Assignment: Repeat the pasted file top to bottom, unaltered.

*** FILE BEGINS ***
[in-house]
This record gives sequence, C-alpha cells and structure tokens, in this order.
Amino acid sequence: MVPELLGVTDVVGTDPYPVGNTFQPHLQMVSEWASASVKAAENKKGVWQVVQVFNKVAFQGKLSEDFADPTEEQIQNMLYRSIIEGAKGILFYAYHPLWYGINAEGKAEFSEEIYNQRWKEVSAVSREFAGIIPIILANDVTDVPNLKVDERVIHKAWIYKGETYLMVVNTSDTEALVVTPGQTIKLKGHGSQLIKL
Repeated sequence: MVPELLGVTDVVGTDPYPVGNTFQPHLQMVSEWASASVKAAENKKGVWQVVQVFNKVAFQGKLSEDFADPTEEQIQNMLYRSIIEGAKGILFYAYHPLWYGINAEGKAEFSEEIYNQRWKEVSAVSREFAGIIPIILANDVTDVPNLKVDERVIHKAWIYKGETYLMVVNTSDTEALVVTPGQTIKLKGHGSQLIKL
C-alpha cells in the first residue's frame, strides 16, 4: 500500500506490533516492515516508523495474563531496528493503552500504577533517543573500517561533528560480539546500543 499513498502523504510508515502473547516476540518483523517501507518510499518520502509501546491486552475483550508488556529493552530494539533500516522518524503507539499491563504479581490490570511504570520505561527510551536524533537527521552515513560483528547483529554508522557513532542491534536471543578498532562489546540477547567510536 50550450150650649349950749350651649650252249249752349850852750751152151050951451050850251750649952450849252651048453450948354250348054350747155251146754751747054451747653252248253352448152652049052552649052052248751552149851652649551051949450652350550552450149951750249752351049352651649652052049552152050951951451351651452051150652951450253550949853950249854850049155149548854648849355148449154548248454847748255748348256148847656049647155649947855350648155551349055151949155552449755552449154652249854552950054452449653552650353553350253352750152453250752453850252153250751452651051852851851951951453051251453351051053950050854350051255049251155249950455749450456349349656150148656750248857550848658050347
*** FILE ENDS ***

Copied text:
[in-house]
This record gives sequence, C-alpha cells and structure tokens, in this order.
Amino acid sequence: MVPELLGVTDVVGTDPYPVGNTFQPHLQMVSEWASASVKAAENKKGVWQVVQVFNKVAFQGKLSEDFADPTEEQIQNMLYRSIIEGAKGILFYAYHPLWYGINAEGKAEFSEEIYNQRWKEVSAVSREFAGIIPIILANDVTDVPNLKVDERVIHKAWIYKGETYLMVVNTSDTEALVVTPGQTIKLKGHGSQLIKL
Repeated sequence: MVPELLGVTDVVGTDPYPVGNTFQPHLQMVSEWASASVKAAENKKGVWQVVQVFNKVAFQGKLSEDFADPTEEQIQNMLYRSIIEGAKGILFYAYHPLWYGINAEGKAEFSEEIYNQRWKEVSAVSREFAGIIPIILANDVTDVPNLKVDERVIHKAWIYKGETYLMVVNTSDTEALVVTPGQTIKLKGHGSQLIKL
C-alpha cells in the first residue's frame, strides 16, 4: 500500500506490533516492515516508523495474563531496528493503552500504577533517543573500517561533528560480539546500543 499513498502523504510508515502473547516476540518483523517501507518510499518520502509501546491486552475483550508488556529493552530494539533500516522518524503507539499491563504479581490490570511504570520505561527510551536524533537527521552515513560483528547483529554508522557513532542491534536471543578498532562489546540477547567510536 50550450150650649349950749350651649650252249249752349850852750751152151050951451050850251750649952450849252651048453450948354250348054350747155251146754751747054451747653252248253352448152652049052552649052052248751552149851652649551051949450652350550552450149951750249752351049352651649652052049552152050951951451351651452051150652951450253550949853950249854850049155149548854648849355148449154548248454847748255748348256148847656049647155649947855350648155551349055151949155552449755552449154652249854552950054452449653552650353553350253352750152453250752453850252153250751452651051852851851951951453051251453351051053950050854350051255049251155249950455749450456349349656150148656750248857550848658050347